By Aleisha Roberts ’22
In 2019, Evalyn Lee ’23 joined the Andover community as one of the first female-identifying people in her family to have access to a private school education. Lee was thrilled to join the Brace Student Advisory Board at the end of her freshman year, after being introduced to Brace’s work through her English 100 class. Lee hopes to make best use of her time on the board by learning about and advocating for gender equity since most women in her family did not have that opportunity.
“My grandma never received a formal education and my mom went to a public school in Chicago. She told me that in the hallways she’d see girls walking around pregnant. It wasn’t a Phillips Academy… I think I have this privilege in attending an institution like Andover and… I feel like I need to do some work in gender equity because of the inequities my mom and grandmother faced which prevented them from going to a place like Andover,” said Lee.
She expressed that before coming to Andover, she had already been interested in social justice work, but was not yet familiar with its vocabulary or major concepts. Lee added that Brace functions as a place of learning for her as she develops her idea of an equitable world and works towards a more equitable environment on campus.
Lee said, “In freshman year at Andover, in our English class, we talked about gender and toxic masculinity. A lot of these topics and definitions and terms, I had never heard of. I didn’t know what intersex was, I didn’t know the difference between gender and sex, and then once I started learning more about these terms and definitions I started getting more interested in gender equity. When I was asked to join Brace I was super excited because I wanted to learn more and I wanted to learn different ways we could implement work for gender equity on campus.”
Lee noted that before coming to Andover, her image of the community was idealized. She imagined that the campus would be perfectly liberal and accepting but found that there is still much work to be done with regard to gender equity. She highlighted the presence of transphobia, homophobia, and toxic masculinity on campus. Lee believes that Brace’s work is necessary to improve the community dynamic.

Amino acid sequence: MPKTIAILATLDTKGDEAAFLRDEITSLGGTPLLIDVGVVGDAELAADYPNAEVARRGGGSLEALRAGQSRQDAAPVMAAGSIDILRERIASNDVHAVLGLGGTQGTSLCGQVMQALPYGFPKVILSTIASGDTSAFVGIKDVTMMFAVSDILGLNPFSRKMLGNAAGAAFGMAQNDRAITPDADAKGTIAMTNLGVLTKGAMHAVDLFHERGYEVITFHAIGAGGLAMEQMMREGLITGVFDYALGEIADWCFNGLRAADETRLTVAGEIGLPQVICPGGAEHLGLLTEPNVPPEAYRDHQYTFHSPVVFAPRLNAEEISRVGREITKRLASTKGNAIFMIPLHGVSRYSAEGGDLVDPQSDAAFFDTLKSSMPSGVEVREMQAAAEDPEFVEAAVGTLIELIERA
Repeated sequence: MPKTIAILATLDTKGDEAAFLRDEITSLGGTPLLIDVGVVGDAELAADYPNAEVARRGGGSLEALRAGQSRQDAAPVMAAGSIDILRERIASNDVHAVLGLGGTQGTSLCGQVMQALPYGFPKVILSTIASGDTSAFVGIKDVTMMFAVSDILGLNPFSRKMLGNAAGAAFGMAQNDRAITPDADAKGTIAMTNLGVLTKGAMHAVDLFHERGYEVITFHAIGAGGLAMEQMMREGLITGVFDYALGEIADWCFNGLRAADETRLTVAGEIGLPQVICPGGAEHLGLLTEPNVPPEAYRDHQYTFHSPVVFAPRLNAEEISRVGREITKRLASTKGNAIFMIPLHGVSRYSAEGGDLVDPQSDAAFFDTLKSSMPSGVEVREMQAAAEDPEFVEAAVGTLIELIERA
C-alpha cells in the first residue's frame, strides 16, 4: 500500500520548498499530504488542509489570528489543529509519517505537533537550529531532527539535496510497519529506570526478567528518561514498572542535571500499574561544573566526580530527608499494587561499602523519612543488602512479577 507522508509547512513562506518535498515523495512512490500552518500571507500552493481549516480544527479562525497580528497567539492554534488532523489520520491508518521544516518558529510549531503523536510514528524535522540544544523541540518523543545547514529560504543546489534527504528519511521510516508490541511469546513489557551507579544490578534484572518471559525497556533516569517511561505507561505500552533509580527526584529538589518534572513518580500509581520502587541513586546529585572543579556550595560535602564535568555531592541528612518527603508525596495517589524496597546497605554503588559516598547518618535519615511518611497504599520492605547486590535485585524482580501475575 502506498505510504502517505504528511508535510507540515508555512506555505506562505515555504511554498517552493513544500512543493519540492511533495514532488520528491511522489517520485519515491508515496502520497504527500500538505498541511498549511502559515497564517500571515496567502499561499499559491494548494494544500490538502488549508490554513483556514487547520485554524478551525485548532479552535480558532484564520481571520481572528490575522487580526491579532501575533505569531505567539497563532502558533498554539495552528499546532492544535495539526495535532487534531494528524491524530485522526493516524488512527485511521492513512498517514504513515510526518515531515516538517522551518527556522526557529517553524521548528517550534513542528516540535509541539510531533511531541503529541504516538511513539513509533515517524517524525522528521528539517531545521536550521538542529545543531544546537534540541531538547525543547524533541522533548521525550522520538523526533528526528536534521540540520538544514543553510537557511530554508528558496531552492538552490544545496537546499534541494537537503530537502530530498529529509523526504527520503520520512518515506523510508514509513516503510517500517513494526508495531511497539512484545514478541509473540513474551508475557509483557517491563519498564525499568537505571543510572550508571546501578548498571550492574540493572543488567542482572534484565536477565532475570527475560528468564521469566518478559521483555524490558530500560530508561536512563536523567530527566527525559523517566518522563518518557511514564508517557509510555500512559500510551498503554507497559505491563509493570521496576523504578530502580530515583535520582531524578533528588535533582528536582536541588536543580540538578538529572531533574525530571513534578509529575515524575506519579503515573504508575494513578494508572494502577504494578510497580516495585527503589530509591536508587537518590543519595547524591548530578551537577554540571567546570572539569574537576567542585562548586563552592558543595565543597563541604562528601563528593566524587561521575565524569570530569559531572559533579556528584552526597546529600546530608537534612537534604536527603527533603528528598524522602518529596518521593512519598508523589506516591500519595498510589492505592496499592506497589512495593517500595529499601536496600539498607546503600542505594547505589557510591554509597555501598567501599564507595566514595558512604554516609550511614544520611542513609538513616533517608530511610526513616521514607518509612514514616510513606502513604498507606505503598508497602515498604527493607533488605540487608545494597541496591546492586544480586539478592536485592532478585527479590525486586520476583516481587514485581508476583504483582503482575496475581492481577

“I feel like the work we do at Brace is so important because if we can stir up conversations about healthy masculinity and gender equity, then we can make people start thinking about these topics. I think even if they remain ignorant, if they have that seed of an opposing belief, maybe that can make a difference… If we want to make Andover a school with an environment that’s accepting and joyful then we have to start with gender equity,” said Lee.
In an equitable world, according to Lee, everyone would feel comfortable being themselves and sharing their experiences. She argued that victims of sexual violence would not need to be afraid of not being believed, and that society would be less defined by a gender binary.
Lee described, “A world where people aren’t afraid to be themselves would be equitable in my eyes. For example, related to gender, if someone wanted to come out to their parents as nonbinary, I know a lot of nonbinary people have that fear because of the way society is extremely binary and non accepting of people who do not fit in the binary. I think in an equitable world people could be fully comfortable with their identities and not be afraid. Even for female-identifying people, they should not be afraid to go outside at night or walk back to their car in the parking lot. That fear shouldn’t exist. They shouldn’t be afraid to report sexual assault or rapes. I know a lot of women have that fear because they’re afraid of not being believed. I think an equitable world would be where people are not afraid to share their own experiences and their true selves.”